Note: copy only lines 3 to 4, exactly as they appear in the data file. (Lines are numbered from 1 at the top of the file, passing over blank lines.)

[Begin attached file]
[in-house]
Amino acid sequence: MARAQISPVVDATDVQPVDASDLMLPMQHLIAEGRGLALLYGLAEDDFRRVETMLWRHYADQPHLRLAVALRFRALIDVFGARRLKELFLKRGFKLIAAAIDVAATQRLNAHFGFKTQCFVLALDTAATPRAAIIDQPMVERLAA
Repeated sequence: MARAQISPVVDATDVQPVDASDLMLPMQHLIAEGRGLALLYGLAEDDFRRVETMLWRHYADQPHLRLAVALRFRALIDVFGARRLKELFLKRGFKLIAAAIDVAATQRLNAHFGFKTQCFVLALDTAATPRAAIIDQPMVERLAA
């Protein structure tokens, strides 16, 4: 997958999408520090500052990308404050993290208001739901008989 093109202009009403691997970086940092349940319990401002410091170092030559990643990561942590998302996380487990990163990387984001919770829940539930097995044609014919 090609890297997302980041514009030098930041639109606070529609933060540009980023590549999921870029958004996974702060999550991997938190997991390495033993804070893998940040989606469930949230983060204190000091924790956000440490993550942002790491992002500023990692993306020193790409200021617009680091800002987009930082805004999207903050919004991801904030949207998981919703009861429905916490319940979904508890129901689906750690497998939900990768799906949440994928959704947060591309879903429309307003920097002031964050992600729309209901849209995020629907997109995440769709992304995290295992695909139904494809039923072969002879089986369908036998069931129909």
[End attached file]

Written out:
Repeated sequence: MARAQISPVVDATDVQPVDASDLMLPMQHLIAEGRGLALLYGLAEDDFRRVETMLWRHYADQPHLRLAVALRFRALIDVFGARRLKELFLKRGFKLIAAAIDVAATQRLNAHFGFKTQCFVLALDTAATPRAAIIDQPMVERLAA
């Protein structure tokens, strides 16, 4: 997958999408520090500052990308404050993290208001739901008989 093109202009009403691997970086940092349940319990401002410091170092030559990643990561942590998302996380487990990163990387984001919770829940539930097995044609014919 090609890297997302980041514009030098930041639109606070529609933060540009980023590549999921870029958004996974702060999550991997938190997991390495033993804070893998940040989606469930949230983060204190000091924790956000440490993550942002790491992002500023990692993306020193790409200021617009680091800002987009930082805004999207903050919004991801904030949207998981919703009861429905916490319940979904508890129901689906750690497998939900990768799906949440994928959704947060591309879903429309307003920097002031964050992600729309209901849209995020629907997109995440769709992304995290295992695909139904494809039923072969002879089986369908036998069931129909």